Immunomodulating effects of lichen-derived polysaccharides on monocyte-derived dendritic cells

2.50
Hdl Handle:
http://hdl.handle.net/2336/7143
Title:
Immunomodulating effects of lichen-derived polysaccharides on monocyte-derived dendritic cells
Authors:
Omarsdottir, Sesselja; Olafsdottir, Elin Soffia; Freysdottir, Jona
Citation:
Int. Immunopharmacol. 2006, 6(11):1642-50
Issue Date:
1-Nov-2006
Abstract:
Many naturally occurring polysaccharides from fungi and lichens have been found to have immunomodulating activity. However, the majority of these studies have focused on their effects on the innate arm of the immune system. Although dendritic cells (DCs) belong to the innate immune system, they play an important role as a bridge between the innate and the adaptive immune response. In this study, the effects of 11 chromatographically purified and well-characterised lichen polysaccharides (of different structural types) on the maturation of DCs were tested by analysing the secretion of IL-12p40 and IL-10 by human monocyte-derived dendritic cells in vitro. Four of the polysaccharides upregulated IL-10 secretion by the dendritic cells, as compared with unstimulated cells, the beta-glucans lichenan and Ths-2 and the heteroglycans Pc-4 and thamnolan. IL-12p40 secretion was significantly upregulated by the beta-glucan lichenan and the heteroglycans Pc-2, Pc-4, thamnolan and Ths-4, while the mature dendritic cells stimulated with the heteroglycan Pc-1 secreted significantly less IL-12p40 than the unstimulated cells. Proportional index (PI) was used to determine the relationship between the IL-12p40 and IL-10 secretion. The PI of all the beta-glucans, i.e. lichenan, pustulan and Ths-2, and the heteroglycan thamnolan was significantly lower than the PI observed for the unstimulated cells, which was mainly due to increased IL-10 secretion. Therefore, these polysaccharides could be considered suitable candidates in tolerance and anti-inflammatory studies, as IL-10 is one of the major cytokines involved in tolerance and anti-inflammatory responses.
Description:
To access Publisher full text version of this article. Please click on the hyperlink in Additional Links field
Additional Links:
http://www.sciencedirect.com/science/article/B6W7N-4KCXG2T-1/2/f3cd7042283c8fafb1e4ce5613a7a286

Full metadata record

DC FieldValue Language
dc.contributor.authorOmarsdottir, Sesselja-
dc.contributor.authorOlafsdottir, Elin Soffia-
dc.contributor.authorFreysdottir, Jona-
dc.date.accessioned2007-01-10T09:34:20Z-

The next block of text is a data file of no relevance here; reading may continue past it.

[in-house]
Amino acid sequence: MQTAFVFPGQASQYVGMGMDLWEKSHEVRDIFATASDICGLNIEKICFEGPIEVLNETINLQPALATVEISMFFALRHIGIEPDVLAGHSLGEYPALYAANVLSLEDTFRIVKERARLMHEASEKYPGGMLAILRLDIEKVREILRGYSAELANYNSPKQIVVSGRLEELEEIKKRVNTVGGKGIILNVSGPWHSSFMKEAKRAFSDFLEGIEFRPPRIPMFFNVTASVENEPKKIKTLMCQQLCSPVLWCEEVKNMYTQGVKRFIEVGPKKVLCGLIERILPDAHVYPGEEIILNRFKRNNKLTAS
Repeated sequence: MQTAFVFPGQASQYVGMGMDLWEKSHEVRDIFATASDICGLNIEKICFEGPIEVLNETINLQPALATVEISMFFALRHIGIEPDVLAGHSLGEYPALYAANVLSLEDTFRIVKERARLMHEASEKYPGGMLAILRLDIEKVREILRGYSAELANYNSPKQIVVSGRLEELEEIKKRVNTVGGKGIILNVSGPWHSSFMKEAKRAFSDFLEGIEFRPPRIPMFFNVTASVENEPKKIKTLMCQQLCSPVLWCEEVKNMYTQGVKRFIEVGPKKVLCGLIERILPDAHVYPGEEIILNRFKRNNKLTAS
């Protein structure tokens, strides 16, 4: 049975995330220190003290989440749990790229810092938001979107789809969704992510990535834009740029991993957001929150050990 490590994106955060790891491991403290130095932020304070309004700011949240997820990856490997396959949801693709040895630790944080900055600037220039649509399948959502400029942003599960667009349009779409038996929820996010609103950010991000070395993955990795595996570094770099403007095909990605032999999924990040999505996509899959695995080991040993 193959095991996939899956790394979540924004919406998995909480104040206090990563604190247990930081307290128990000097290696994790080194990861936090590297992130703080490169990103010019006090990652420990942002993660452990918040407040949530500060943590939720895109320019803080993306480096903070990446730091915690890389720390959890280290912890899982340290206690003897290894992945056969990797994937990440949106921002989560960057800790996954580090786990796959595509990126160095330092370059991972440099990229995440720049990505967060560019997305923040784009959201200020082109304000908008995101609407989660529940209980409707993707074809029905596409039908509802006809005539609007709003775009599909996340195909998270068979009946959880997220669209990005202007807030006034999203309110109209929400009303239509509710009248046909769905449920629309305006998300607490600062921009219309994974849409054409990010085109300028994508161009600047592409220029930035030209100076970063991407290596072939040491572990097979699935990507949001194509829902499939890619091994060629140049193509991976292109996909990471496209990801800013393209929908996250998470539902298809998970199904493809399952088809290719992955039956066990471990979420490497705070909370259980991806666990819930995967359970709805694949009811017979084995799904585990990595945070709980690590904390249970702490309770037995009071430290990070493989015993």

dc.date.available2007-01-10T09:34:20Z-
dc.date.issued2006-11-01-
dc.date.submitted2007-01-10-
dc.identifier.citationInt. Immunopharmacol. 2006, 6(11):1642-50en
dc.identifier.issn1567-5769-
dc.identifier.pmid16979118-
dc.identifier.doi10.1016/j.intimp.2006.06.006-
dc.identifier.otherRHE12is
dc.identifier.urihttp://hdl.handle.net/2336/7143-
dc.descriptionTo access Publisher full text version of this article. Please click on the hyperlink in Additional Links fielden
dc.description.abstractMany naturally occurring polysaccharides from fungi and lichens have been found to have immunomodulating activity. However, the majority of these studies have focused on their effects on the innate arm of the immune system. Although dendritic cells (DCs) belong to the innate immune system, they play an important role as a bridge between the innate and the adaptive immune response. In this study, the effects of 11 chromatographically purified and well-characterised lichen polysaccharides (of different structural types) on the maturation of DCs were tested by analysing the secretion of IL-12p40 and IL-10 by human monocyte-derived dendritic cells in vitro. Four of the polysaccharides upregulated IL-10 secretion by the dendritic cells, as compared with unstimulated cells, the beta-glucans lichenan and Ths-2 and the heteroglycans Pc-4 and thamnolan. IL-12p40 secretion was significantly upregulated by the beta-glucan lichenan and the heteroglycans Pc-2, Pc-4, thamnolan and Ths-4, while the mature dendritic cells stimulated with the heteroglycan Pc-1 secreted significantly less IL-12p40 than the unstimulated cells. Proportional index (PI) was used to determine the relationship between the IL-12p40 and IL-10 secretion. The PI of all the beta-glucans, i.e. lichenan, pustulan and Ths-2, and the heteroglycan thamnolan was significantly lower than the PI observed for the unstimulated cells, which was mainly due to increased IL-10 secretion. Therefore, these polysaccharides could be considered suitable candidates in tolerance and anti-inflammatory studies, as IL-10 is one of the major cytokines involved in tolerance and anti-inflammatory responses.en
dc.language.isoenen
dc.publisherElsevier Scienceen
dc.relation.urlhttp://www.sciencedirect.com/science/article/B6W7N-4KCXG2T-1/2/f3cd7042283c8fafb1e4ce5613a7a286en
dc.subject.meshAnti-Inflammatory Agentsen
dc.subject.meshAntigens, CD86/biosynthesisen
dc.subject.meshCD4-Positive T-Lymphocytesen
dc.subject.meshCytokinesen
dc.subject.meshDendritic Cellsen
dc.subject.meshHLA-DR Antigensen
dc.subject.meshHumansen
dc.subject.meshLichensen
dc.subject.meshMonocytesen
dc.subject.meshPolysaccharidesen
dc.subject.meshT-Lymphocyte Subsetsen
dc.titleImmunomodulating effects of lichen-derived polysaccharides on monocyte-derived dendritic cellsen
dc.typeArticleen
dc.identifier.journalInternational immunopharmacologyen
dc.format.digYES-

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